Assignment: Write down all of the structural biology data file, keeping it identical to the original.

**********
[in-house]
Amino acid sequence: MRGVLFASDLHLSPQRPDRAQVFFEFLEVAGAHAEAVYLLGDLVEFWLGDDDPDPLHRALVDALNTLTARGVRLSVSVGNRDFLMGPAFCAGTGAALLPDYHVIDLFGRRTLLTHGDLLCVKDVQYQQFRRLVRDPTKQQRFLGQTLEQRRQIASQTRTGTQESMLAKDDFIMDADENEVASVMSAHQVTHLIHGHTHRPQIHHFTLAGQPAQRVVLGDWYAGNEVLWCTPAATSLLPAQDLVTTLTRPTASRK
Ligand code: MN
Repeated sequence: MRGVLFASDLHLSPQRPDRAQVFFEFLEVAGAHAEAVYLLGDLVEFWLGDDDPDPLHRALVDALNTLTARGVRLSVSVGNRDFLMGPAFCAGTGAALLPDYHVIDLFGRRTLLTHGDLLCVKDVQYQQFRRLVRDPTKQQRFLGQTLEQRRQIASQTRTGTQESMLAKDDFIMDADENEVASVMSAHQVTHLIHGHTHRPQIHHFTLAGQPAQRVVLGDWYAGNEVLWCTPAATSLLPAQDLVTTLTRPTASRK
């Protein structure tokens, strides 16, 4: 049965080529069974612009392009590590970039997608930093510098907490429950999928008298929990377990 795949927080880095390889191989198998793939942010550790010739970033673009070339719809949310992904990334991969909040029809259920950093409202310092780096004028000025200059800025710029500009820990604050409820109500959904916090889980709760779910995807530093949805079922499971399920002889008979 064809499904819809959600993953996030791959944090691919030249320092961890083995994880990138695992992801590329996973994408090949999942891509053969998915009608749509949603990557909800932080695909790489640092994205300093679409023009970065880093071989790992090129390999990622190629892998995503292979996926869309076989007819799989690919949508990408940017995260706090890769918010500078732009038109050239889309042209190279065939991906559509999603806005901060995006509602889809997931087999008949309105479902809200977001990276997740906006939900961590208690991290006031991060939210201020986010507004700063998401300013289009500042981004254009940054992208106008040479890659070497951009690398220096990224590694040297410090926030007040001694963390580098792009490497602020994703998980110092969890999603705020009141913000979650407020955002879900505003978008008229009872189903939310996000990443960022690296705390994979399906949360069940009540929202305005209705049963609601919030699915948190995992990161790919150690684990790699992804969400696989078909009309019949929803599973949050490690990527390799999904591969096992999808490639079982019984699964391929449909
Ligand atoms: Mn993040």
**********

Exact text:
[in-house]
Amino acid sequence: MRGVLFASDLHLSPQRPDRAQVFFEFLEVAGAHAEAVYLLGDLVEFWLGDDDPDPLHRALVDALNTLTARGVRLSVSVGNRDFLMGPAFCAGTGAALLPDYHVIDLFGRRTLLTHGDLLCVKDVQYQQFRRLVRDPTKQQRFLGQTLEQRRQIASQTRTGTQESMLAKDDFIMDADENEVASVMSAHQVTHLIHGHTHRPQIHHFTLAGQPAQRVVLGDWYAGNEVLWCTPAATSLLPAQDLVTTLTRPTASRK
Ligand code: MN
Repeated sequence: MRGVLFASDLHLSPQRPDRAQVFFEFLEVAGAHAEAVYLLGDLVEFWLGDDDPDPLHRALVDALNTLTARGVRLSVSVGNRDFLMGPAFCAGTGAALLPDYHVIDLFGRRTLLTHGDLLCVKDVQYQQFRRLVRDPTKQQRFLGQTLEQRRQIASQTRTGTQESMLAKDDFIMDADENEVASVMSAHQVTHLIHGHTHRPQIHHFTLAGQPAQRVVLGDWYAGNEVLWCTPAATSLLPAQDLVTTLTRPTASRK
């Protein structure tokens, strides 16, 4: 049965080529069974612009392009590590970039997608930093510098907490429950999928008298929990377990 795949927080880095390889191989198998793939942010550790010739970033673009070339719809949310992904990334991969909040029809259920950093409202310092780096004028000025200059800025710029500009820990604050409820109500959904916090889980709760779910995807530093949805079922499971399920002889008979 064809499904819809959600993953996030791959944090691919030249320092961890083995994880990138695992992801590329996973994408090949999942891509053969998915009608749509949603990557909800932080695909790489640092994205300093679409023009970065880093071989790992090129390999990622190629892998995503292979996926869309076989007819799989690919949508990408940017995260706090890769918010500078732009038109050239889309042209190279065939991906559509999603806005901060995006509602889809997931087999008949309105479902809200977001990276997740906006939900961590208690991290006031991060939210201020986010507004700063998401300013289009500042981004254009940054992208106008040479890659070497951009690398220096990224590694040297410090926030007040001694963390580098792009490497602020994703998980110092969890999603705020009141913000979650407020955002879900505003978008008229009872189903939310996000990443960022690296705390994979399906949360069940009540929202305005209705049963609601919030699915948190995992990161790919150690684990790699992804969400696989078909009309019949929803599973949050490690990527390799999904591969096992999808490639079982019984699964391929449909
Ligand atoms: Mn993040």